La Belle Et La Bête (1946)

La Belle Et La Bête (1946)

La Belle Et La Bête
tells the story of the famous French fairy tale The Beauty And The Beast.

In this remake of the classic fairy tale, Belle's father is a merchant whose ship has gone missing. A merchant seeking to revive his family's fortunes is captured by a Beast while picking a rose for his daughter. The merchant offers his daughter, Belle, in his place.

La Belle Et La Bête will no doubt be the modern-day second choice for the Beauty and the Beast fairytale - following Disney's remake in 1991.

Theatrically, they are completely different styles of film. While Disney chose to go with an obvious musical masterpiece, Jean Cocteau chose a classical setting. The background behind each Belle is drastically different and the beast's personality and motives vary drastically between the films. For that reason, despite the obvious connections the films should not be seen from the same viewpoint.

The enchanted castle is probably the cleverest part of the film. Of course technology was lacking in the 1940's, so Cocteau instead decided to literally personify the castle. The candles are set in human hands on arms that move as a person passes, various structures have human faces set into them that turn on movement and the doors have been given voices.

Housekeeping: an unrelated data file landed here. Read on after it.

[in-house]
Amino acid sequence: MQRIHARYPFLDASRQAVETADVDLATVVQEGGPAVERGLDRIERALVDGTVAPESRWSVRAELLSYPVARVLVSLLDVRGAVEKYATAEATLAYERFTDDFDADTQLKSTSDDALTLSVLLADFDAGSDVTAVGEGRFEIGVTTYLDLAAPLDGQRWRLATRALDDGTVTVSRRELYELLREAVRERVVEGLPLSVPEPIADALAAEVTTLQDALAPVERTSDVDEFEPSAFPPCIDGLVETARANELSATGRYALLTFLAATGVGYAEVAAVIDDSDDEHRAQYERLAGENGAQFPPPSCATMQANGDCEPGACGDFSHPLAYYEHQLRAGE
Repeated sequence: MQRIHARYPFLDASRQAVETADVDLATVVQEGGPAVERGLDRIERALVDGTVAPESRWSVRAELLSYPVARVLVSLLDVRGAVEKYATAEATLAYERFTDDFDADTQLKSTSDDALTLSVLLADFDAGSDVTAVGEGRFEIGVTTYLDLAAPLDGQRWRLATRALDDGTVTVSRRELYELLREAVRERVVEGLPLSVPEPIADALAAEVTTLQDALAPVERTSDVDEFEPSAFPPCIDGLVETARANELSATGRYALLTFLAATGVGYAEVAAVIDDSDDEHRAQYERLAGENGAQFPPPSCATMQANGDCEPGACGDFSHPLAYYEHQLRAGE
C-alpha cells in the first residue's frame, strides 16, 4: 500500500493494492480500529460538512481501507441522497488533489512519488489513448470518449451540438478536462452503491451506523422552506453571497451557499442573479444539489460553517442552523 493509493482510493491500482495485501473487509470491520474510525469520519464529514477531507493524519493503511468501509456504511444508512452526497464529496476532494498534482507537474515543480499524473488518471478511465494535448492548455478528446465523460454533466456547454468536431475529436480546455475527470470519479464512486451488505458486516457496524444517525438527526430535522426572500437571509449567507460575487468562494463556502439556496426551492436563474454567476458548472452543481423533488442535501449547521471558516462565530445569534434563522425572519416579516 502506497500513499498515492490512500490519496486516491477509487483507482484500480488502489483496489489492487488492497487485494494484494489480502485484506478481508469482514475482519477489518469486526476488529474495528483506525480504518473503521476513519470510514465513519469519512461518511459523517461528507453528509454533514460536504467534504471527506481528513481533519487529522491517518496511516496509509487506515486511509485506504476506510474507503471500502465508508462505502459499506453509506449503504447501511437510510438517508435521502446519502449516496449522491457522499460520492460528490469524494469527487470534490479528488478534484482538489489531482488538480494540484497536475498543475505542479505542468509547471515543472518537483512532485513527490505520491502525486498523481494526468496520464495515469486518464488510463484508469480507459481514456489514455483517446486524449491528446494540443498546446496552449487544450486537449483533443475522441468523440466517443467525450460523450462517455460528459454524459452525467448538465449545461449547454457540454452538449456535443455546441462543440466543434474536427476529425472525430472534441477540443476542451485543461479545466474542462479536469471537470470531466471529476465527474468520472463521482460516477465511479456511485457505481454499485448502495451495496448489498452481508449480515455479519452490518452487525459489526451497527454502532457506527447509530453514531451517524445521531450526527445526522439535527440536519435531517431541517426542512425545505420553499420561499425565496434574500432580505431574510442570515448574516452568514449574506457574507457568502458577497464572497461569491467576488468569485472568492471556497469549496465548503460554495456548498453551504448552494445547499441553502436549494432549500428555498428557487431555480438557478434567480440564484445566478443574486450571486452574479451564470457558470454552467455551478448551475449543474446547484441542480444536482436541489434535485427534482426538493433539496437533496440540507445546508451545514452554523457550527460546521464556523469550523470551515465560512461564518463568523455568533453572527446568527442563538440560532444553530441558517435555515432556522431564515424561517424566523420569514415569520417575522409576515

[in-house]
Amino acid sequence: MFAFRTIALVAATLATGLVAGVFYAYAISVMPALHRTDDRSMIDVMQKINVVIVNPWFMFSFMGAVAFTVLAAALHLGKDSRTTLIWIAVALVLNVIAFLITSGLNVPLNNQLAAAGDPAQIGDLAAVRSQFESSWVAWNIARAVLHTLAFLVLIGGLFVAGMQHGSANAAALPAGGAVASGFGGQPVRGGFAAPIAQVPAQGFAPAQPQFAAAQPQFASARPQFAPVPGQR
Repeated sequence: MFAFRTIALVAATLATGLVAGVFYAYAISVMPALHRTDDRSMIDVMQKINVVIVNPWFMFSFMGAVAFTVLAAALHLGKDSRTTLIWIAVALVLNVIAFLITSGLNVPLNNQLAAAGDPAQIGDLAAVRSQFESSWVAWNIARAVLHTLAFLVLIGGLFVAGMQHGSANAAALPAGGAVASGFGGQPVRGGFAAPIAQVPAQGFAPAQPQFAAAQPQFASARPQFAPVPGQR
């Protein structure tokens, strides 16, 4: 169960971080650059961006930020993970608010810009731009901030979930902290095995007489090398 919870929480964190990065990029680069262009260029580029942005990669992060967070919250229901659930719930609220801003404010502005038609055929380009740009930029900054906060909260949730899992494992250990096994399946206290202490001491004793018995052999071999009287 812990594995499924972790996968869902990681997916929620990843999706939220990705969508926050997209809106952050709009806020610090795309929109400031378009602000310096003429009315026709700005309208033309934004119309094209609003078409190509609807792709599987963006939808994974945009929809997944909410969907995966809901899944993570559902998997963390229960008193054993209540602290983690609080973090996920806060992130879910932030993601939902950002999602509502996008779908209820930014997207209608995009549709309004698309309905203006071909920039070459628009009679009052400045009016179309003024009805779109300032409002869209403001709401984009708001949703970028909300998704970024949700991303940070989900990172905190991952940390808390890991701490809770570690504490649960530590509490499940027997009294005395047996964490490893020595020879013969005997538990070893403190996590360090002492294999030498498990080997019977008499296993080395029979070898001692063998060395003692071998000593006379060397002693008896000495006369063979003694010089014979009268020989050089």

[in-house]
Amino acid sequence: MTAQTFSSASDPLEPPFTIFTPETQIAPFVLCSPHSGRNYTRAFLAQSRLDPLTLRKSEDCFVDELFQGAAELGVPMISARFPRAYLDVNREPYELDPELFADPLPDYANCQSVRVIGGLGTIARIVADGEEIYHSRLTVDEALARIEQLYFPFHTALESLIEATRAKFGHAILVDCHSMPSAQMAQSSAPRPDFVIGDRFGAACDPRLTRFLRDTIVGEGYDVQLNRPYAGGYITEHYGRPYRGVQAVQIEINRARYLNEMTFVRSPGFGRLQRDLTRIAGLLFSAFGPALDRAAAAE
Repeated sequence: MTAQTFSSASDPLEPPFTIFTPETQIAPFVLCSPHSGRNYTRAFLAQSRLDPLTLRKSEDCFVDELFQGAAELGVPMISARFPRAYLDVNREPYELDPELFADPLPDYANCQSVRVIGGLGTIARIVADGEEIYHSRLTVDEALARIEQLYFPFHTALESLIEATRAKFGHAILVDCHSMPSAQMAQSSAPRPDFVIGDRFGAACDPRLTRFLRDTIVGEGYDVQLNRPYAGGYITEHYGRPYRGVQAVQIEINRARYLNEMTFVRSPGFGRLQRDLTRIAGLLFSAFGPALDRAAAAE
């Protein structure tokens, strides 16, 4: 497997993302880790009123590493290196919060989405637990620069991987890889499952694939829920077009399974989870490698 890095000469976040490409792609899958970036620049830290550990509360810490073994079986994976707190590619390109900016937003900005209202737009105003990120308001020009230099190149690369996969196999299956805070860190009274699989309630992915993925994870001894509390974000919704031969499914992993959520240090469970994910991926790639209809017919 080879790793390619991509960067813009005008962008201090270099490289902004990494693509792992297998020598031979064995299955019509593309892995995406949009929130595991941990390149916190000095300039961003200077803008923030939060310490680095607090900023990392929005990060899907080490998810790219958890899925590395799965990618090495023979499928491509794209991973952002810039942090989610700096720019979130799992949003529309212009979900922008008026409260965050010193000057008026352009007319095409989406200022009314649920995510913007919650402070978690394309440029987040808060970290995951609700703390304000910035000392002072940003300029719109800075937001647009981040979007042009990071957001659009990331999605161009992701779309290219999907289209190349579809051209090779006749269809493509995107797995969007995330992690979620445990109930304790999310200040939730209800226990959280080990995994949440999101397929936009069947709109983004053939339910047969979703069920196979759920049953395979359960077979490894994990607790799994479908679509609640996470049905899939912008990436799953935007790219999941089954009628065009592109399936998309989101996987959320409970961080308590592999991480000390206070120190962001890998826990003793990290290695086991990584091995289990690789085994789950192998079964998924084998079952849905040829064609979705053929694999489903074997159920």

As with most films from the era, the acting is rather exaggerated and is annoying in places. Bizarrely, Cocteau's story has one character playing three roles; Avenant is a friend of Belle's brother, the beast himself and, later, the prince. Although this is a smart plot twist, the Avenant and prince characters are both poor compared with the complex emotions shown in the Beast, which is - perhaps unsurprisingly - the standout character in the film.

An interesting alternative view on the classic fairytale.

4 stars